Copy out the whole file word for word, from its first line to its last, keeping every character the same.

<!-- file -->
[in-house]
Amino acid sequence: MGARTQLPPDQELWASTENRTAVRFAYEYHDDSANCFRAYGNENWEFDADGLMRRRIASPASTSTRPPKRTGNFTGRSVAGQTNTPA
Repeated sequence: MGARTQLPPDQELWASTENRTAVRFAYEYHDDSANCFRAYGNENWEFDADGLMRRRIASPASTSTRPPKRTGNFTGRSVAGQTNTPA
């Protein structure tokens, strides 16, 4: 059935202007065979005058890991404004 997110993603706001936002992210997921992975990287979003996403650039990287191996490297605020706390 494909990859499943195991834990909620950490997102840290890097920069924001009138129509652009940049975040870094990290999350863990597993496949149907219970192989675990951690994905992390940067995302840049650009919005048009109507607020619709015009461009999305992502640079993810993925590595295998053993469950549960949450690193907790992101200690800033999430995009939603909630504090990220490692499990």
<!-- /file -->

[in-house]
Amino acid sequence: MGARTQLPPDQELWASTENRTAVRFAYEYHDDSANCFRAYGNENWEFDADGLMRRRIASPASTSTRPPKRTGNFTGRSVAGQTNTPA
Repeated sequence: MGARTQLPPDQELWASTENRTAVRFAYEYHDDSANCFRAYGNENWEFDADGLMRRRIASPASTSTRPPKRTGNFTGRSVAGQTNTPA
């Protein structure tokens, strides 16, 4: 059935202007065979005058890991404004 997110993603706001936002992210997921992975990287979003996403650039990287191996490297605020706390 494909990859499943195991834990909620950490997102840290890097920069924001009138129509652009940049975040870094990290999350863990597993496949149907219970192989675990951690994905992390940067995302840049650009919005048009109507607020619709015009461009999305992502640079993810993925590595295998053993469950549960949450690193907790992101200690800033999430995009939603909630504090990220490692499990």